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abroad at christmas

Here's what it's like being Irish and in London for Christmas

Here’s what it’s like to be Irish and abroad at Christmas.

As it’s Christmas, got in touch with some Irish people spending the day in different parts of the worldFrom Australia, to across the pond in London. Here’s how their Christmas fares up to ours at home.

alon Google Maps Google Maps

Location: London, United Kingdom

With London just an hour from home, many Irish emigrants choose not to stay.

One of them who stayed before is Vanessa Monaghan, presenter of The London Ear on 2XM. This will be her fifth Christmas living in London, having lived there for a year in 2002, and returning for good in 2013. She’s only been away from home for one Christmas.

This year, I’m heading home to Drumbaragh in Co. Meath. Christmas Eve is nearly a bigger thing in our household. All my siblings and my nieces and nephews gather in my parent’s house. Lots of food, lots of excitement and lots of noise!


Missing home

While Ireland isn’t so far from their new home, Irish emigrants still miss it.

One of the biggest things I miss about Dublin is just bumping into friends and going for coffee. When you’re at home, you often don’t notice the changes that happen in a city, so meeting friends in their new favourite haunt is a great way of keeping up and rediscovering Dublin.

If you think Dublin is mad, try Oxford Street.

I’m not sure I have the energy to battle against wave after wave of shopper just to get one item of clothing in a sale. One of my favourite things ever is being able to walk down O’Connell Street early in Christmas Eve, with my arms stretched out wide and not hit anyone.

Oxford Street Lights Paul Robertson Paul Robertson

While older traditions are left behind, there’s plenty of room to adopt new ones, like a nice stroll along London’s Southbank on the Sunday afternoon before Christmas to take a look at the markets.

It’s lovely walk and usually at this time of year, London’s famous fog adds to the Christmas feel. The afternoon is completed by our now traditional Japanese curry and sushi.

Christmas wouldn’t be Christmas without being at home

Russell James and Patrick Hanlon aka the GastroGays run a popular food blog and have been living in London since 2013.

They return home to Ireland every Christmas for at least a week, Patrick’s from Drogheda, Co. Louth and Russell’s from Balbriggan, north Co. Dublin.


They say flying home is “extortionate”, but it has to be done.

Christmas wouldn’t be Christmas without being at home.

The differences with Dublin, though tiny, are plain to see.

London is such a busy and big place that during seasonal events, it’s never quiet and everyone is doing the same thing at the same time. Also, with the sheer amount of different cultures and religions in London in particular, mass attendance is a more personal thing.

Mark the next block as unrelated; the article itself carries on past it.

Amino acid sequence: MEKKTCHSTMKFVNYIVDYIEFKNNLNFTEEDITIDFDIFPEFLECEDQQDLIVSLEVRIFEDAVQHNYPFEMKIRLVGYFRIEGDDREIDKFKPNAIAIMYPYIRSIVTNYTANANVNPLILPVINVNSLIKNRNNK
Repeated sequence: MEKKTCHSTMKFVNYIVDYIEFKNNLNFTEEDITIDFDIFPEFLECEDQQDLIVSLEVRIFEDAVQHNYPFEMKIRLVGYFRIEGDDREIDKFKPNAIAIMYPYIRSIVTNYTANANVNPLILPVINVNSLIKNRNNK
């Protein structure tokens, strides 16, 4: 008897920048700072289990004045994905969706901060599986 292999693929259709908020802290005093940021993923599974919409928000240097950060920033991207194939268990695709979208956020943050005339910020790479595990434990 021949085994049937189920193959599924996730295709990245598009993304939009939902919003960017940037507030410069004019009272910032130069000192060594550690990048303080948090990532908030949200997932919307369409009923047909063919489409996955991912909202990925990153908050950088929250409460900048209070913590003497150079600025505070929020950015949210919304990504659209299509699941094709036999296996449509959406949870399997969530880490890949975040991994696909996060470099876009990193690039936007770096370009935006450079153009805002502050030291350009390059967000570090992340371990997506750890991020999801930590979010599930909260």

Christmas Eve midnight mass or a service on Christmas morning isn’t as commonplace as in parts of Ireland, as everyone makes their own schedule and sets aside time for reflection and thanks.

New Years Eve is a big deal in the English capital, and many emigrants return to experience it. But only after they’ve taken in a massive feed at home.

Irish Coffee is a seasonal essential if you ask us, and we always make it at home as it’s not as common to find on menus in London and if it is on them, it’s usually not made quite right.


But can they get the festive build-up quite right? They say there’s “nothing quite like the buzz of Dublin on the 23rd or 24th, as people are milling about collecting their last bits before the shops close”.

A crisp day walking up Grafton or Henry Streets with a coffee in hand, the lights above your head, buskers strumming or groups in carol chorus, and the chance you’ll probably bump into at least two or three people you know to wish them well for the festivities is a lovely way to spend the last few hours before Christmas.
The size and scale of London is the opposite of that, it’s chaotic and often claustrophobic at this time of year. To us it doesn’t have that same feeling and atmosphere of Dublin.

You can beat the pubs at Christmas in Ireland

Youtuber Sean Burke is also heading home, he’s been in London just over a year. He’s spending Christmas at his sister’s house in Swords with the family.

Screen Shot 2016-12-19 at 13.49.03 Sean Burke Sean Burke

But what stands out for him in terms of differences? Pantos.

Panto is a really big tradition here. I know there are Pantos in Ireland but there is a vast array of choice in England. Including Adult Pantos where it is literally nothing but innuendo. I know someone who went to one called ‘Dick’ this weekend. They’re not even trying anymore.
Also, I live with a couple of actors who are in Pantos this year. I feel like being in a Panto in England is basically like jury duty. Everyone has to do it eventually.

As for traditions at home… you can beat the Old Schoolhouse in Swords for a few Christmas Eve pints.

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Although it wouldn’t be the proper tradition without us being turned away at the door because it’s too full. So we know exactly how Mary and Joseph felt.
That’s one thing that London will never rival Ireland in, pubs. An Irish pub at Christmas is as cosy, welcoming and festive as can be whilst an English one makes me feel like I’ve just sat myself down in a strangers living room with a pint and they’re just too polite to ask me to leave.

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